$$\text{AdS}_n = \{\vec x\in\mathbb R^{n-1,2}\mid\vec x\cdot\vec x=-1\}$$

Using an orthonormal basis $\{e_i\}$ for $\mathbb R^{n-1,2}$, with ${e_1}^2={e_2}^2=-1$ and $(e_{\geq3})^2=1$, this space can be parametrized as

$$x = (e_1\cos t+e_2\sin t)\cosh r+\sigma(\theta)\sinh r$$

where $\sigma$ is a point on a unit $(n-2)$-sphere (in the span of $\{e_3,\cdots,e_{n+1}\}$), and $\theta=(\theta_1,\cdots,\theta_{n-2})$ are the ordinary spherical coordinates.


The metric is obtained from the partial derivatives:

$$dx = (-e_1\sin t+e_2\cos t)dt\cosh r+(e_1\cos t+e_2\sin t)\sinh r\,dr+d\sigma\sinh r+\sigma\cosh r\,dr$$

$$ds^2=dx\cdot dx = -dt^2\cosh^2r-\sinh^2r\,dr^2+d\sigma^2\sinh^2r+\cosh^2r\,dr^2$$

$$= -dt^2\cosh^2r+dr^2+d\sigma^2\sinh^2r$$

The coordinates $t$ and $t+2\pi$ represent the same point. In the universal cover, all values of $t$ should represent different points.

I think I found a way to embed the universal cover in $\mathbb R^{n,2}$. Again, $\sigma$ is on a unit $(n-2)$-sphere, but now it's in the span of $\{e_4,\cdots,e_{n+2}\}$.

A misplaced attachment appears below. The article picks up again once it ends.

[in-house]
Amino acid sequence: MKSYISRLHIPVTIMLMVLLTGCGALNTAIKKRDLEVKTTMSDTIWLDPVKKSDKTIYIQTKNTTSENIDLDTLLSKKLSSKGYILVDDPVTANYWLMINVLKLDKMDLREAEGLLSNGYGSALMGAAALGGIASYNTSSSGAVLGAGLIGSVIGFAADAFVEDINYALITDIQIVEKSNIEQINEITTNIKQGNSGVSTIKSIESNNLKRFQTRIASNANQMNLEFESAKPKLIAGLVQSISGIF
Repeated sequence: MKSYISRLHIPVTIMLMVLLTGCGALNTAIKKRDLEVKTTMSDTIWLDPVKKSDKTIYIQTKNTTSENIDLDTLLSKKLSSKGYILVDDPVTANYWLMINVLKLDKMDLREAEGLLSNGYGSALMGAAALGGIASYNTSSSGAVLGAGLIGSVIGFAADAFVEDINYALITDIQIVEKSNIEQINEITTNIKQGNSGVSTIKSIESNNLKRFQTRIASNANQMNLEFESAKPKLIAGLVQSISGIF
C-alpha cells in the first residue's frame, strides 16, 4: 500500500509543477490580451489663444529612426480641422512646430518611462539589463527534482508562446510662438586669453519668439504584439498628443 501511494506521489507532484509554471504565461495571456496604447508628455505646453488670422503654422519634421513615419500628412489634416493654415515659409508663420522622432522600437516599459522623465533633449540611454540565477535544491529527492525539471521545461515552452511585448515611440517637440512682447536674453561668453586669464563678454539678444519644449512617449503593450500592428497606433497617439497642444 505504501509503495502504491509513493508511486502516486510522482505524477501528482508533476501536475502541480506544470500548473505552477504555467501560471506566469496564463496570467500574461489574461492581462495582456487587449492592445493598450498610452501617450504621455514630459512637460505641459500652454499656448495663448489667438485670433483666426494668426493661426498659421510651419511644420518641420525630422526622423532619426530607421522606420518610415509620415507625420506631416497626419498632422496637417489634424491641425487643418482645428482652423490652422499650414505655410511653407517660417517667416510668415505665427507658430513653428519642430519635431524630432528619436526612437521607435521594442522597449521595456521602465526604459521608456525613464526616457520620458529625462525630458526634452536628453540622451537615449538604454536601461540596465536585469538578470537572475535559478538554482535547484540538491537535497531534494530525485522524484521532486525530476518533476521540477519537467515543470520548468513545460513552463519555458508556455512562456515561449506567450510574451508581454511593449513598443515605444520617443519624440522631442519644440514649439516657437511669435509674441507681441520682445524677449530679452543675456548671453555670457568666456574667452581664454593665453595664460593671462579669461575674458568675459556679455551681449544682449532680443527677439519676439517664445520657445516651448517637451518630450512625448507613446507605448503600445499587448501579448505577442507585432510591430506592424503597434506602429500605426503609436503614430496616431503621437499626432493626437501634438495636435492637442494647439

$$x = \big(e_1t+e_2(\tfrac12t^2-1)+e_3(\tfrac12t^2)\big)\cosh r+\sigma(\theta)\sinh r$$

$$x\cdot x = \big(-t^2-(\tfrac14t^4-t^2+1)+(\tfrac14t^4)\big)\cosh^2r+\sinh^2r = -1$$

$$dx = \big(e_1+e_2t+e_3t\big)dt\cosh r+\big(e_1t+e_2(\tfrac12t^2-1)+e_3(\tfrac12t^2)\big)\sinh r\,dr+d\sigma\sinh r+\sigma\cosh r\,dr$$

$$ds^2 = \big(-1-t^2+t^2\big)dt^2\cosh^2r+2\big(-t-t(\tfrac12t^2-1)+t(\tfrac12t^2)\big)dt\,dr\cosh r\sinh r+\big(-t^2-(\tfrac14t^4-t^2+1)+(\tfrac14t^4)\big)\sinh^2r\,dr^2+d\sigma^2\sinh^2 r+\cosh^2r\,dr^2$$

$$= -dt^2\cosh^2r+dr^2+d\sigma^2\sinh^2r$$

The metric is the same as before.

And this new manifold is contained in $\text{AdS}_{n+1}$. It's implicitly defined by the quadratic equations

$$x\cdot x=-{x_1}^2-{x_2}^2+{x_3}^2+\cdots+{x_{n+2}}^2=-1$$


Is this correct?

If so, what is its significance? (I hope that's not too "opinion based".)


Your Answer

By clicking “Post Your Answer”, you agree to our terms of service, privacy policy and cookie policy

Browse other questions tagged or ask your own question.